Whether it’s making you feel like you’re gazing at the Chauvet caves in Southern France in Cave of Forgotten Dreams or making you aware of how small a boy is in a big, scary, Dickensian adult world in Hugo, 3D can be an essential tool for storytelling. Ever since Wim Wenders started using the technology, to great effect in his dance film Pina, he’s used it to tell stories where the story of space itself is integral. In Pina, he replicated the stage as close as possible on film, by putting the 3D behind the cinema screen. He gave us dance numbers in the three dimensions for which they were designed. Last year’s Cathedrals of Culture, his short about the Berlin Philharmonic, brought you into the building and made you very aware of the space: where the walls are, what the auditorium was like from different seats, and how the building felt.
With Every Thing Will Be Fine, Wenders has proved that using 3D need not be confined to documentary filmmaking, but that it can be absolutely vital to drama. As a story about a man, Tomas (James Franco), who frequently seems to be sleepwalking through his life, the juxtaposition with his three-dimensional surroundings, which are so alive and vivid, is powerful. As Tomas walks around without real purpose, we watch the the three-dimensional snow flakes falling, and we notice the spaces he inhabits. The first shot of the film is of his writer’s notebook that he’s struggling to fill, and its very three-dimensionality makes it feel important and his paralysis all the more palpable.
Through more fault of the screenplay by Bjørn Olaf Johannessen than Franco’s, Tomas rarely has any expression other than one of severity and seriousness. When we meet him, he’s having trouble connecting to his girlfriend Sara (Rachel McAdams with a tragic Québécois accent), from whom he’s about to split. As they sit on opposite sides of their dining room table, his inability to reach across and touch her hand feels like an inability to cross a giant chasm because it’s unfolding in three dimensions. The space between people in this film can feel like an un-crossable gulf.
Near the beginning of the film, Tomas gets into a driving accident on a country road, where he worries he may have accidentally killed a boy. When he finds a boy alive and well in front of his car, he decides to walk him home down the street. Their walk is slow and calm, and that short distance to the house feels long — enough time for them to bond. When he gets to the house and realises the boy’s brother is missing, he and the boy’s mother (Charlotte Gainsbourg) run back down the road at full speed. Because we’ve walked that road in three dimensions, our awareness of the distance, and just how quickly they’re traversing it this time, heightens the drama. It helps us understand the degree of the mother’s panic and the seriousness of the emergency.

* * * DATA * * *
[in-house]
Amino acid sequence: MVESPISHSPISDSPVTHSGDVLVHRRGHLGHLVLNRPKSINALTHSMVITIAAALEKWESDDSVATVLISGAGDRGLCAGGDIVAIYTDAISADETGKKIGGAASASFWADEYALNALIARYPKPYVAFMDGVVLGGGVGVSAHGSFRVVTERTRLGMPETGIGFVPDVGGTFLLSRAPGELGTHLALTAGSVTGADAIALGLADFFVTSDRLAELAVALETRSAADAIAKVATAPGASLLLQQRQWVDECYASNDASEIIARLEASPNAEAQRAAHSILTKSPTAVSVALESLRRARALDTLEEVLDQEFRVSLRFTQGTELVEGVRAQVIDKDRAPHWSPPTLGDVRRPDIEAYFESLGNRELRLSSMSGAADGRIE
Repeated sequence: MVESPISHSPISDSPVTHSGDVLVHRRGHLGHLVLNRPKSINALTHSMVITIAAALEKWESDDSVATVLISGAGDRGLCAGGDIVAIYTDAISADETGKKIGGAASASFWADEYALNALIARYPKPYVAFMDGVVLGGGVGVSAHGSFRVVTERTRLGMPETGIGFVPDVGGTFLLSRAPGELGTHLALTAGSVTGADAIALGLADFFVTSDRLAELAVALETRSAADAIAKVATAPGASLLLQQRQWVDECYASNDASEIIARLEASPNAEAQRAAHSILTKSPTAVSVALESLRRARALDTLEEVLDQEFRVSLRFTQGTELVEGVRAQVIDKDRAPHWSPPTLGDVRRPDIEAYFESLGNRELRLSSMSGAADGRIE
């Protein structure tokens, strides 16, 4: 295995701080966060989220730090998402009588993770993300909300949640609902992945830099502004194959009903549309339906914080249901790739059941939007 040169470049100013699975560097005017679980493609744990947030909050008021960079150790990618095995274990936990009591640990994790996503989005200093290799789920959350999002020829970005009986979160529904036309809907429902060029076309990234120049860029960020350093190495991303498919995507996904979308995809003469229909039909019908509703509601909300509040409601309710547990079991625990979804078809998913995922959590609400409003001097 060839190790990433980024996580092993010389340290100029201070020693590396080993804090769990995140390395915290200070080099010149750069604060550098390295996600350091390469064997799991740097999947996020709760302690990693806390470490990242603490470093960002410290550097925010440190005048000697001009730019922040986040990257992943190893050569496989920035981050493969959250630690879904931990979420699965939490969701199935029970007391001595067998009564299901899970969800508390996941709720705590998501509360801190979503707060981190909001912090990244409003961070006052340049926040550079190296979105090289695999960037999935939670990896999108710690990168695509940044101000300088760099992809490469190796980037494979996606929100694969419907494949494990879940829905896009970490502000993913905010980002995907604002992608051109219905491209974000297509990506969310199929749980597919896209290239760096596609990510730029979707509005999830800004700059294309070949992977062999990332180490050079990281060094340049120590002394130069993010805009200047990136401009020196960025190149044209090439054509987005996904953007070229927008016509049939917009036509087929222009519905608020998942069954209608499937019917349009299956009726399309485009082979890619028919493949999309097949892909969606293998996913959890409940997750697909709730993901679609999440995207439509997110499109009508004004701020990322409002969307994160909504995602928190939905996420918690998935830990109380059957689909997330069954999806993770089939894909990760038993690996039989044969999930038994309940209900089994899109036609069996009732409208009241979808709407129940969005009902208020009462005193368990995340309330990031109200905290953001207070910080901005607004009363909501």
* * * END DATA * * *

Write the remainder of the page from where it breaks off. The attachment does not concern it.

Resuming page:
That accident will haunt Tomas throughout the film, even as he tries to move on, finding a new girlfriend Ann (Marie-Josee Croze) and even a step-daughter Mina (Julia Sarah Stone), who is close in age to the boy he almost killed. Even as his domestic life seems to be becoming idyllic, he’s still unable to fully connect with his loved ones. Here, as before in the film, walls start to seem like barriers, and we’re aware of just how closed off he is because of the spaces he inhabits.
We spend time with Tomas in his station wagon, where Wenders makes us aware of exactly how small it is. When he ends up in the hospital and Sara comes to visit, and she closes the curtains around him to create a room, we feel how it’s a temporary makeshift space, which is what their relationship together has become. In Tomas’ beautiful house, Wenders pulls back to a wide shot to let us see Tomas in one room while Ann and Mina spend time together in the adjacent room. They’re in such separate spaces that we feel the emotional schism.
What Wenders does here is effectively turn the screen into a stage: that sense of well-defined space, of distances having meaning, is something inherent to live theatre. Here, Wenders creates that same immediacy and intimacy on film. It’s something that only a master of blocking could pull off — I’d have liked to see what Kurosawa could do with the technology. It’s literally a new dimension to explore and to emphasize spacial relationships.
It’s wasted on this script though, which takes itself far too seriously for the limited insight and obvious plot points it provides. Most problematic, though, is Tomas who is so dull it’s hard to care about his emotional problems let alone believe he’d be capable of penning a successful novel. He comes alive when with children — curious for a man who claims not to want them early in the film — but he’s standoffish and cold, occasionally inscrutable when among other adults. Wenders scores the film with such self-serious strings that they serve to undermine rather than underline the drama.